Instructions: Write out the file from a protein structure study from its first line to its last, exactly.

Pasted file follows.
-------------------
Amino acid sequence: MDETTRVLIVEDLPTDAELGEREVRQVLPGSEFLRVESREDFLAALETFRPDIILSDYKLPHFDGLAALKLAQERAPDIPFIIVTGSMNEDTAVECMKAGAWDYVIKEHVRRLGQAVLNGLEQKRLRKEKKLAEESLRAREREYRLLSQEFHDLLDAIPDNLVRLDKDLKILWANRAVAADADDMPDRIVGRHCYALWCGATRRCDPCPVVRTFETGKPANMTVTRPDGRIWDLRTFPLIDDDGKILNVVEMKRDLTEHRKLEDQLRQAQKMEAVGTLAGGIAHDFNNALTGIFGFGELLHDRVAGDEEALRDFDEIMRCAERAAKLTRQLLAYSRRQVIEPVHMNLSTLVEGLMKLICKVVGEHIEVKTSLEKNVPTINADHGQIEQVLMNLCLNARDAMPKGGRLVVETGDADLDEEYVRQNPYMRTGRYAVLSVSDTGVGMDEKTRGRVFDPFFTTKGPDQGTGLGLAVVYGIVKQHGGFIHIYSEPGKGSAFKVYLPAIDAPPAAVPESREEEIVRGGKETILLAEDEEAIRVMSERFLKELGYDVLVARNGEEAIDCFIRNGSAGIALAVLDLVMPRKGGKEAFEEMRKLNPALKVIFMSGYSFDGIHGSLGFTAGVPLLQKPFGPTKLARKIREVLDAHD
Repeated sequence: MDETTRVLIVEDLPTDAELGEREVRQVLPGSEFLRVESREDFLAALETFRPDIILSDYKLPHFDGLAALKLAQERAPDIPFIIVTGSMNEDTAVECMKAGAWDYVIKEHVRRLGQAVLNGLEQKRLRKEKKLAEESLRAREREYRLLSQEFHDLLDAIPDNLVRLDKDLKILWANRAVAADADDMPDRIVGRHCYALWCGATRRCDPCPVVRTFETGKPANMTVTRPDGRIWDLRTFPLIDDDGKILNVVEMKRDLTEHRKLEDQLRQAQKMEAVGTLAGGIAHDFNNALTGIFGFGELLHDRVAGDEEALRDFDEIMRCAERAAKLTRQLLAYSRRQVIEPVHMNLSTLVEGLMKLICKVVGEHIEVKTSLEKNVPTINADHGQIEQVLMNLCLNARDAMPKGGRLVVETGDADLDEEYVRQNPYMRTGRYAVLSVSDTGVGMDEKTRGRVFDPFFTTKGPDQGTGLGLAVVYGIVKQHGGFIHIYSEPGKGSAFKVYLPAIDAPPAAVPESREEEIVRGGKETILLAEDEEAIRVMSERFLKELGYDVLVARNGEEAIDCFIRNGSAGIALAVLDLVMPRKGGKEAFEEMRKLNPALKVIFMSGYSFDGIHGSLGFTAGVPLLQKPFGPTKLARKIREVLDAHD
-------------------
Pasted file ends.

Amino acid sequence: MDETTRVLIVEDLPTDAELGEREVRQVLPGSEFLRVESREDFLAALETFRPDIILSDYKLPHFDGLAALKLAQERAPDIPFIIVTGSMNEDTAVECMKAGAWDYVIKEHVRRLGQAVLNGLEQKRLRKEKKLAEESLRAREREYRLLSQEFHDLLDAIPDNLVRLDKDLKILWANRAVAADADDMPDRIVGRHCYALWCGATRRCDPCPVVRTFETGKPANMTVTRPDGRIWDLRTFPLIDDDGKILNVVEMKRDLTEHRKLEDQLRQAQKMEAVGTLAGGIAHDFNNALTGIFGFGELLHDRVAGDEEALRDFDEIMRCAERAAKLTRQLLAYSRRQVIEPVHMNLSTLVEGLMKLICKVVGEHIEVKTSLEKNVPTINADHGQIEQVLMNLCLNARDAMPKGGRLVVETGDADLDEEYVRQNPYMRTGRYAVLSVSDTGVGMDEKTRGRVFDPFFTTKGPDQGTGLGLAVVYGIVKQHGGFIHIYSEPGKGSAFKVYLPAIDAPPAAVPESREEEIVRGGKETILLAEDEEAIRVMSERFLKELGYDVLVARNGEEAIDCFIRNGSAGIALAVLDLVMPRKGGKEAFEEMRKLNPALKVIFMSGYSFDGIHGSLGFTAGVPLLQKPFGPTKLARKIREVLDAHD
Repeated sequence: MDETTRVLIVEDLPTDAELGEREVRQVLPGSEFLRVESREDFLAALETFRPDIILSDYKLPHFDGLAALKLAQERAPDIPFIIVTGSMNEDTAVECMKAGAWDYVIKEHVRRLGQAVLNGLEQKRLRKEKKLAEESLRAREREYRLLSQEFHDLLDAIPDNLVRLDKDLKILWANRAVAADADDMPDRIVGRHCYALWCGATRRCDPCPVVRTFETGKPANMTVTRPDGRIWDLRTFPLIDDDGKILNVVEMKRDLTEHRKLEDQLRQAQKMEAVGTLAGGIAHDFNNALTGIFGFGELLHDRVAGDEEALRDFDEIMRCAERAAKLTRQLLAYSRRQVIEPVHMNLSTLVEGLMKLICKVVGEHIEVKTSLEKNVPTINADHGQIEQVLMNLCLNARDAMPKGGRLVVETGDADLDEEYVRQNPYMRTGRYAVLSVSDTGVGMDEKTRGRVFDPFFTTKGPDQGTGLGLAVVYGIVKQHGGFIHIYSEPGKGSAFKVYLPAIDAPPAAVPESREEEIVRGGKETILLAEDEEAIRVMSERFLKELGYDVLVARNGEEAIDCFIRNGSAGIALAVLDLVMPRKGGKEAFEEMRKLNPALKVIFMSGYSFDGIHGSLGFTAGVPLLQKPFGPTKLARKIREVLDAHD